However, the “technology” for bringing capital from non-traditional sources directly to bear on underwriting risk has now been proven and cannot be reversed. The capital markets, therefore, provide a sort of glass ceiling which will inhibit any significant hardening of rates in the traditional insurance market. Investors in catastrophe bonds include institutional investors such as pension funds, money managers and hedge funds, as well as life insurers adding to their bond portfolios.
The major area of development in alternative insurance products or corporates is the increasing availability of multi-line, multi-year policies, which are sometimes also referred to as blended or integrated risk coverages. Starting from the premise that it is more efficient to protect a combined portfolio of risks rather than to protect each risk separately, major insurers have developed programmes providing multi-line, multi-year coverage, usually on some form of aggregate basis. The truly non-traditional aspect of some of these programmes comes where one or more traditionally non-insurable risks have also been introduced into the portfolio. These new exposures can include financial risks, such as fluctuations in foreign exchange rates, interest rates and commodity prices.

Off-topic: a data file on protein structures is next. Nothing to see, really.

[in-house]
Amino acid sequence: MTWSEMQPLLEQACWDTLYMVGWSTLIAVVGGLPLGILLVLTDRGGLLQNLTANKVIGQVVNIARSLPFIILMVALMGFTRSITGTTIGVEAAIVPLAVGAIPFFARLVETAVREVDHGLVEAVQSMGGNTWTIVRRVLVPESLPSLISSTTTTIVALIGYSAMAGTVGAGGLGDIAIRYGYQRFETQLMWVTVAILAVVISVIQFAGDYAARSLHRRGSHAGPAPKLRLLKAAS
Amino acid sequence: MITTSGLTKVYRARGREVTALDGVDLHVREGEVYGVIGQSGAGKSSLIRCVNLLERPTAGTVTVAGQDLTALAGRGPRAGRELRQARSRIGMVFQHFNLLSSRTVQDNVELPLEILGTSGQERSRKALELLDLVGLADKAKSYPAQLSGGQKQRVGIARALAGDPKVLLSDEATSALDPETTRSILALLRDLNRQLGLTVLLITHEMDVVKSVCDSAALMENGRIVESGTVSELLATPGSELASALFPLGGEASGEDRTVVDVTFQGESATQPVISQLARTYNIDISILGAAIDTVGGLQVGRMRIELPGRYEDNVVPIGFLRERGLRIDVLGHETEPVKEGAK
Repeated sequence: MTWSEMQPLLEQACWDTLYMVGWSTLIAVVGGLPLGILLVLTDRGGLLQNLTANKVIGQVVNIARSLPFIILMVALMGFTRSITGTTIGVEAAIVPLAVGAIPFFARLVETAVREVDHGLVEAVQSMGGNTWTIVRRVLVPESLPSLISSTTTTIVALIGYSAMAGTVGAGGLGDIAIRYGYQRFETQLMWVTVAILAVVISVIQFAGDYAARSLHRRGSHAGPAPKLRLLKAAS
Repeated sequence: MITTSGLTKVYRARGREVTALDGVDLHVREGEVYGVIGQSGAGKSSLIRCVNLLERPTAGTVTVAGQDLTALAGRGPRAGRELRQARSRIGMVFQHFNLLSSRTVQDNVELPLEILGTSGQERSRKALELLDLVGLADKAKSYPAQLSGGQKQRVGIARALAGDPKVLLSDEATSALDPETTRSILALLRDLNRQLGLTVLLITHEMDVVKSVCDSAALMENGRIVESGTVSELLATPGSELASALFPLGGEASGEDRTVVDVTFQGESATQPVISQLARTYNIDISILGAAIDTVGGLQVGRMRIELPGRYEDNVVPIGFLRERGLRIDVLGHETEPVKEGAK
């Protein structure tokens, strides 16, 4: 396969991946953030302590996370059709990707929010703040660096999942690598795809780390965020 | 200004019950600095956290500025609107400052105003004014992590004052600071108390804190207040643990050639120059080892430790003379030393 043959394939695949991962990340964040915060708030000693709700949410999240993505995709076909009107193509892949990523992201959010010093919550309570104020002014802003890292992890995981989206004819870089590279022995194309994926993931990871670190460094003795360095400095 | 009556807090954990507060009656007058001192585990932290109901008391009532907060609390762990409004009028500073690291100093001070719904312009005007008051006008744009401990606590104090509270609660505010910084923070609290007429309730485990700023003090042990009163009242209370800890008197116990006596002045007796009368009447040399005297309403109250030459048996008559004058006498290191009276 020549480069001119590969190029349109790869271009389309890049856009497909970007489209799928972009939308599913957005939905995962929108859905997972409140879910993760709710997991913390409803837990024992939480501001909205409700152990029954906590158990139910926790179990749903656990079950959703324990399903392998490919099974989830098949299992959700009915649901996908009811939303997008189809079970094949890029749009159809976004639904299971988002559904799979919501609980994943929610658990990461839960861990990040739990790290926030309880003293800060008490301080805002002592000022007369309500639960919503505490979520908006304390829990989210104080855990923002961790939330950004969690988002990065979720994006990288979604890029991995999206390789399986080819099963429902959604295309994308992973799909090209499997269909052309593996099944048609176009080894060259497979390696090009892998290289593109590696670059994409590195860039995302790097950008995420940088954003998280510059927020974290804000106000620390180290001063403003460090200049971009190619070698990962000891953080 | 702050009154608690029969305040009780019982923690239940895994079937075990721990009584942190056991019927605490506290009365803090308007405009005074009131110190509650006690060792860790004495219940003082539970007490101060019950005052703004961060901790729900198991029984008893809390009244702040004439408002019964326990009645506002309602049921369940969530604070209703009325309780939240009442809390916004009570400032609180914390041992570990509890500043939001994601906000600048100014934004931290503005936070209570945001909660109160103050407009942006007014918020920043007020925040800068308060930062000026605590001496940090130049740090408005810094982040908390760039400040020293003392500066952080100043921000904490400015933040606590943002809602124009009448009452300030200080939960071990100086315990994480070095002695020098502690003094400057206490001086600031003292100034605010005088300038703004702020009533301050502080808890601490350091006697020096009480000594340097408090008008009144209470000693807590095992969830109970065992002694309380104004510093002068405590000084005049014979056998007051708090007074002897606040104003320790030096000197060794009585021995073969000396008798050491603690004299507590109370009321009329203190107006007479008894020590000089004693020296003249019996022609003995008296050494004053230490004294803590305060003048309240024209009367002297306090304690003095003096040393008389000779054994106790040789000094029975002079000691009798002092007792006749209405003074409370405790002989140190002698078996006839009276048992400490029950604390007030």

A variant on integrated risk in a reinsurance context is a double-trigger approach. Two such deals are those on behalf of the CLM Insurance Fund and the California State Automobile Association (CSAA). The CLM policy responds if it suffers from both adverse underwriting results and a significant fall in the stockmarket index. Similarly the CSAA reinsurance protects against the occurrence of a major catastrophe and any fall in a specified equity index below the level pertaining at the start of the contract.